Research in Lockdown: Fieldwork Disrupted

Bromo Tengger Semeru National Park, Java; image credit: NationalGeographic/Manamana

My PhD concerns a longstanding question—how do valuable metals move through volcanic systems? Since starting my PhD in September 2018, I’ve been looking forward to testing my hypotheses on this topic in the field, on a six-week expedition called the Metals in Magmas field campaign. Like many Earth scientists, I spent months planning the project’s logistical and technical details. But, two weeks before the fieldwork was set to begin, the outbreak of the current global pandemic stopped the project in its tracks. My plans are now on hold and my PhD can’t continue as originally billed. In this blog post, I hope to share my perspective on the impact of COVID-19 on my PhD research.

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Dragon watching: unlocking mysteries of lizard movement

Image: Laura Wolf/Flickr.

Evolutionary biomechanist and NERC DTP PhD student Luke Grinham’s research focuses on the evolutionary transition from a quadrupedal style of movement to a bipedal one in reptiles.

I tend to take two different but complimentary approaches to answering my research questions: observations and interpretations of fossil material, and musculoskeletal anatomy and biomechanics of living reptiles. These two directives frequently inspire and inform findings in each other. I’ll give a brief overview what I tend to do here!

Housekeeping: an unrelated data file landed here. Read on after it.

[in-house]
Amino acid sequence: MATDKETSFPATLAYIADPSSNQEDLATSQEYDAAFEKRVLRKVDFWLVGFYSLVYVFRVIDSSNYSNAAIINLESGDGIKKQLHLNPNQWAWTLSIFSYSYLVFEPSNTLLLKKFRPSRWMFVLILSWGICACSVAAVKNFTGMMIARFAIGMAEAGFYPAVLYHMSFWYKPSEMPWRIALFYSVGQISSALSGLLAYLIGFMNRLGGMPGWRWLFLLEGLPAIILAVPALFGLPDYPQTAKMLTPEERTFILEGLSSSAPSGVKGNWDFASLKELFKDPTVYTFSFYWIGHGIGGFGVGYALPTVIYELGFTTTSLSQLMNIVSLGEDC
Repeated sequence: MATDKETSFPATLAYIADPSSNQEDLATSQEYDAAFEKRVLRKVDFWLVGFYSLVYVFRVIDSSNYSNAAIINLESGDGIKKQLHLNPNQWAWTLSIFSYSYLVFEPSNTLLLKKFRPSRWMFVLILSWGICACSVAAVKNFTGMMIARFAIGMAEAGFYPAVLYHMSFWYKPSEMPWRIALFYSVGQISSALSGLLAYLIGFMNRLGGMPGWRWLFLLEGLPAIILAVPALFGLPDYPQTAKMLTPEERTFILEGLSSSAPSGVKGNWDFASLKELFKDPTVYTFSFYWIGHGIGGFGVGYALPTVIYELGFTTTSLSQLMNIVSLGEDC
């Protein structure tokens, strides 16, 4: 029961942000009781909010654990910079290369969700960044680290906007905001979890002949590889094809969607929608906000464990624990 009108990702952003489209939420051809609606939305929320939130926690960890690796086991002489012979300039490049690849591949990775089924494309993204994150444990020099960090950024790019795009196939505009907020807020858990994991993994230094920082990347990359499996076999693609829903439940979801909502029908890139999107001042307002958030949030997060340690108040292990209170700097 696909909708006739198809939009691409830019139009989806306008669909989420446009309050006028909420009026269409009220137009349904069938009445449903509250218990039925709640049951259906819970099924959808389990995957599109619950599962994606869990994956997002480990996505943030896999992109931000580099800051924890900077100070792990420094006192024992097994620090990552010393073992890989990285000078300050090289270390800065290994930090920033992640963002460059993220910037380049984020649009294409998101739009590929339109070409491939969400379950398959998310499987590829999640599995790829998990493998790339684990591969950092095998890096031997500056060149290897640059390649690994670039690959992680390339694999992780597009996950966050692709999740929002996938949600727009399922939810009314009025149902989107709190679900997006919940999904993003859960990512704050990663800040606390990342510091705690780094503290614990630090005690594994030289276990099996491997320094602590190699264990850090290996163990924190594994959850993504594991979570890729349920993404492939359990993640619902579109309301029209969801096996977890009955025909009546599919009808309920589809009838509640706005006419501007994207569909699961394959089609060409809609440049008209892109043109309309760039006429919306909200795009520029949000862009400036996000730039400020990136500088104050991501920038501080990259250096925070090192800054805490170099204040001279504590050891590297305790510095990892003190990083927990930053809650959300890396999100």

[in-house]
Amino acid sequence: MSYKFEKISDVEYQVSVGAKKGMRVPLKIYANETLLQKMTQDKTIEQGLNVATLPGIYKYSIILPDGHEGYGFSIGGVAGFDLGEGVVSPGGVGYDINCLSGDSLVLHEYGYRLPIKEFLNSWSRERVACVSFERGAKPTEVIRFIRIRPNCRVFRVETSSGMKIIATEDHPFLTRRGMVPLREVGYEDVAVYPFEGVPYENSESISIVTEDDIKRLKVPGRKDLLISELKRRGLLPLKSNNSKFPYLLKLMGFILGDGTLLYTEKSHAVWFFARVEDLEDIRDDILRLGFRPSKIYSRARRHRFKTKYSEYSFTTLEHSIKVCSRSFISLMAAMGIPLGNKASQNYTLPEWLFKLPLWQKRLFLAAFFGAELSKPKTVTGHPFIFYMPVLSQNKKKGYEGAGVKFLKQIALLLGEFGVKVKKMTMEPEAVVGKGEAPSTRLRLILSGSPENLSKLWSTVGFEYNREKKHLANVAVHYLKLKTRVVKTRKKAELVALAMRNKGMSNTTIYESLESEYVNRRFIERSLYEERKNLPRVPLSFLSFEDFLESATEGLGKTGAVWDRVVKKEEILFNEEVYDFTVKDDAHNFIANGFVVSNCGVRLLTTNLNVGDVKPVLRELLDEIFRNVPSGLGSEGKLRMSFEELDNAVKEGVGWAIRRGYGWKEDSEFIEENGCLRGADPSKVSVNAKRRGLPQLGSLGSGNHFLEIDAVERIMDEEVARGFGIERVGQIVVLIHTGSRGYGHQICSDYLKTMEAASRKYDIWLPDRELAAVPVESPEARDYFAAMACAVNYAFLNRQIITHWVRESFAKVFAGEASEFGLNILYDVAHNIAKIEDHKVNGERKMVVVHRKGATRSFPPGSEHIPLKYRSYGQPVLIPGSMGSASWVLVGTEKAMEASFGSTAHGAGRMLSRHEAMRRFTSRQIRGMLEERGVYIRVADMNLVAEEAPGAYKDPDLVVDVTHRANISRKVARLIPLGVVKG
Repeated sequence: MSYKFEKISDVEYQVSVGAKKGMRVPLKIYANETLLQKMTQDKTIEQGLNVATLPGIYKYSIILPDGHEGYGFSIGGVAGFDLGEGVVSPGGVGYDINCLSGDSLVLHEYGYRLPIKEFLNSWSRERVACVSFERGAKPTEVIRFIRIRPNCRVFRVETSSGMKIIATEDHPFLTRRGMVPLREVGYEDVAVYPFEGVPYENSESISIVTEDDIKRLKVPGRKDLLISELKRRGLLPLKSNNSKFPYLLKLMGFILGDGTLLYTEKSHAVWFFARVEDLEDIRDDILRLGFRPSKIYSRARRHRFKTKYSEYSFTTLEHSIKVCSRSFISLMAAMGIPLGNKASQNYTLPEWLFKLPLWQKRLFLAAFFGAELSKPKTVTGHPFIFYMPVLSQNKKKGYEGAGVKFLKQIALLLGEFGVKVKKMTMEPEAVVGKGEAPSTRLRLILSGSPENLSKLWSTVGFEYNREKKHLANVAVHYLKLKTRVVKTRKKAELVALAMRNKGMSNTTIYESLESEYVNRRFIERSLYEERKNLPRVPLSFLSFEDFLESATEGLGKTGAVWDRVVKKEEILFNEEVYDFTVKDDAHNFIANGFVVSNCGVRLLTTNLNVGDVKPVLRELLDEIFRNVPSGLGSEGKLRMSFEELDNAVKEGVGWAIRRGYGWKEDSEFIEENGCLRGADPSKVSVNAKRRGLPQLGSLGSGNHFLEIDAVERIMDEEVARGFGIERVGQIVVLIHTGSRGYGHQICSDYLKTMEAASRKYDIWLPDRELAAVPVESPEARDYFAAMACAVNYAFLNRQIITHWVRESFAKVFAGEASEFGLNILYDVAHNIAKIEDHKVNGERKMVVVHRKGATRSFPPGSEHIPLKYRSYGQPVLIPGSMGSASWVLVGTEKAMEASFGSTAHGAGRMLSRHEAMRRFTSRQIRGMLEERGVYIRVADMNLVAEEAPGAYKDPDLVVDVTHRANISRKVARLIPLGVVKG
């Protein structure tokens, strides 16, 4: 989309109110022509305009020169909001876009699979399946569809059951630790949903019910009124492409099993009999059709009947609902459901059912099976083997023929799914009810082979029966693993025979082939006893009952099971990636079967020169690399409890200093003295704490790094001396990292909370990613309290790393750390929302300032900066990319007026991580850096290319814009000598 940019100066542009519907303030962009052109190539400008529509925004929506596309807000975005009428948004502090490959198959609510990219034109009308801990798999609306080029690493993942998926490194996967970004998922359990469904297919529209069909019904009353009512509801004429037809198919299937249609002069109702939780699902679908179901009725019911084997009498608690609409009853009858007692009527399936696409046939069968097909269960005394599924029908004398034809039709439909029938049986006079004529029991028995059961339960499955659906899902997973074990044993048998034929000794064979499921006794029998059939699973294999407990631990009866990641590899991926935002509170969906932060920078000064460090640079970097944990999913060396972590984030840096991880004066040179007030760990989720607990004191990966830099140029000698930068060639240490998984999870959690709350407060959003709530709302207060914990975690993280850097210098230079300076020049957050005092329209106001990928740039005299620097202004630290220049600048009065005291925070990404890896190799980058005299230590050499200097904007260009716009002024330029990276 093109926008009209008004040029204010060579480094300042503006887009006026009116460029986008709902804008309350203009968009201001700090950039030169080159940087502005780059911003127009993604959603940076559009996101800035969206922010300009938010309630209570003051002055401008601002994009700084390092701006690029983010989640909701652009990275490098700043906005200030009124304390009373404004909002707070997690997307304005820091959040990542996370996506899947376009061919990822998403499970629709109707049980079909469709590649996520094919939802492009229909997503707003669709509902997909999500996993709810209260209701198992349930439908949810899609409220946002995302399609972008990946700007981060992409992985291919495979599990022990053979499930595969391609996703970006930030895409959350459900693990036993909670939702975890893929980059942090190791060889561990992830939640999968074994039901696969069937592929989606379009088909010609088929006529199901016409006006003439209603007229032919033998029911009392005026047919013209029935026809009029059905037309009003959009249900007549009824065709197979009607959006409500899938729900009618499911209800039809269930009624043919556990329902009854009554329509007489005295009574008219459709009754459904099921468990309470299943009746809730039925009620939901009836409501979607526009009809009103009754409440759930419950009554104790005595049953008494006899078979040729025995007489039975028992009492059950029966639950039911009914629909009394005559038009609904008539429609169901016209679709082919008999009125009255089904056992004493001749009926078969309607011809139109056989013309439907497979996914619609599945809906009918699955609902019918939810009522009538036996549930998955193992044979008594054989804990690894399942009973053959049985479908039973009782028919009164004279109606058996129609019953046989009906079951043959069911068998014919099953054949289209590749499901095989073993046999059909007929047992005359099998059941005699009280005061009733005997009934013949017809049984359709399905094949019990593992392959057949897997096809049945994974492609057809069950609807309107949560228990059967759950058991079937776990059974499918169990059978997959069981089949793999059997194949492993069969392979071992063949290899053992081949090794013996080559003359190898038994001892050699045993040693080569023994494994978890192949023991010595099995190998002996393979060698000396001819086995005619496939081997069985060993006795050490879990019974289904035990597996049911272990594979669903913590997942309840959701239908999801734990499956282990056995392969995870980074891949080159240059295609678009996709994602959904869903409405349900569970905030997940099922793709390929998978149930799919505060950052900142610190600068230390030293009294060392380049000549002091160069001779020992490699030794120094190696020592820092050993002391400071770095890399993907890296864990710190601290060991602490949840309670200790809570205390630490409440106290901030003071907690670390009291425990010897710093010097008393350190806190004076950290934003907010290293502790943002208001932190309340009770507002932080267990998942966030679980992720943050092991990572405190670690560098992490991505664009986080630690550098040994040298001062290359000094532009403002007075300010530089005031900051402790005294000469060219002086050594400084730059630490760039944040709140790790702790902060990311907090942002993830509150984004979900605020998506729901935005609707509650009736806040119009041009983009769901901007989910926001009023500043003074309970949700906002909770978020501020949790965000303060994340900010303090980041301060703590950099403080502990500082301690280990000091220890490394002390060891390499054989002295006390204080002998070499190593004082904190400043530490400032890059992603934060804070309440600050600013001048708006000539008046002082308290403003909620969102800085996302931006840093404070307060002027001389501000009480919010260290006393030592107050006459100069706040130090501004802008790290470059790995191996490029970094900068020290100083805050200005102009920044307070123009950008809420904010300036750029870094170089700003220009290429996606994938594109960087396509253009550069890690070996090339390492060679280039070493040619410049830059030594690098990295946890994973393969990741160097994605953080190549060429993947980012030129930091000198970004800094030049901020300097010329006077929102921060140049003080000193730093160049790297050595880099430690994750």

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Investigating Ethiopian volcanism: RiftVolc fieldwork in East Africa

Last year I travelled out to Ethiopia for fieldwork twice, quite a feat considering it had taken two years of broken limbs and civil unrest causing setbacks. Avoiding the rains and unseasonably hot conditions of the summer (although I didn’t quite manage to avoid the heatstroke) I visited the Butajira volcanic field in April and Fantale volcano in November.

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Arctic adventures: fieldwork on the Skaergaard intrusion, Greenland

Skaergaard is a classic example of a layered intrusion. It is a wonderful natural laboratory for geologists and highly photogenic, with its striking igneous layering. There is near 100% surface exposure as not much grows there; an advantage of its location at 68°N. We have just returned from a six week expedition, studying this fascinating intrusion.

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